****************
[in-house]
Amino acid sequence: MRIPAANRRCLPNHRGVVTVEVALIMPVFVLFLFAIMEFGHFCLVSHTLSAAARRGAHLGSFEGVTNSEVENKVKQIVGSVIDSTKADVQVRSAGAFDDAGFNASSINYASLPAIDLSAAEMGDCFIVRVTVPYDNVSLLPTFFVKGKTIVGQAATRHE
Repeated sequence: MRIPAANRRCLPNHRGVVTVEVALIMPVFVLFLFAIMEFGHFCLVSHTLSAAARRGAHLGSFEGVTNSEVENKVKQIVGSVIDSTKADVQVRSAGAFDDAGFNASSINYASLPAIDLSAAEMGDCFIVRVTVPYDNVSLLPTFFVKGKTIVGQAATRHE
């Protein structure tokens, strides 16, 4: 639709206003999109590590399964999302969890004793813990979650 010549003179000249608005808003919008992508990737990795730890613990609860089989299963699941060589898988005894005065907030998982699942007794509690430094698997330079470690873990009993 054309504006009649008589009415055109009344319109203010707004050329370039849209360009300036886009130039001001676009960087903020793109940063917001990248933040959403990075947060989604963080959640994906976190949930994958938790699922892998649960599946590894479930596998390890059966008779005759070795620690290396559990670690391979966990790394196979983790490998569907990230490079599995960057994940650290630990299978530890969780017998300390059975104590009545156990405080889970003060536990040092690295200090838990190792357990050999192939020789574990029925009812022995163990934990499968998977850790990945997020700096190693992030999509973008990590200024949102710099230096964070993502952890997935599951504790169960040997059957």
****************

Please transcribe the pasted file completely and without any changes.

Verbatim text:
[in-house]
Amino acid sequence: MRIPAANRRCLPNHRGVVTVEVALIMPVFVLFLFAIMEFGHFCLVSHTLSAAARRGAHLGSFEGVTNSEVENKVKQIVGSVIDSTKADVQVRSAGAFDDAGFNASSINYASLPAIDLSAAEMGDCFIVRVTVPYDNVSLLPTFFVKGKTIVGQAATRHE
Repeated sequence: MRIPAANRRCLPNHRGVVTVEVALIMPVFVLFLFAIMEFGHFCLVSHTLSAAARRGAHLGSFEGVTNSEVENKVKQIVGSVIDSTKADVQVRSAGAFDDAGFNASSINYASLPAIDLSAAEMGDCFIVRVTVPYDNVSLLPTFFVKGKTIVGQAATRHE
């Protein structure tokens, strides 16, 4: 639709206003999109590590399964999302969890004793813990979650 010549003179000249608005808003919008992508990737990795730890613990609860089989299963699941060589898988005894005065907030998982699942007794509690430094698997330079470690873990009993 054309504006009649008589009415055109009344319109203010707004050329370039849209360009300036886009130039001001676009960087903020793109940063917001990248933040959403990075947060989604963080959640994906976190949930994958938790699922892998649960599946590894479930596998390890059966008779005759070795620690290396559990670690391979966990790394196979983790490998569907990230490079599995960057994940650290630990299978530890969780017998300390059975104590009545156990405080889970003060536990040092690295200090838990190792357990050999192939020789574990029925009812022995163990934990499968998977850790990945997020700096190693992030999509973008990590200024949102710099230096964070993502952890997935599951504790169960040997059957």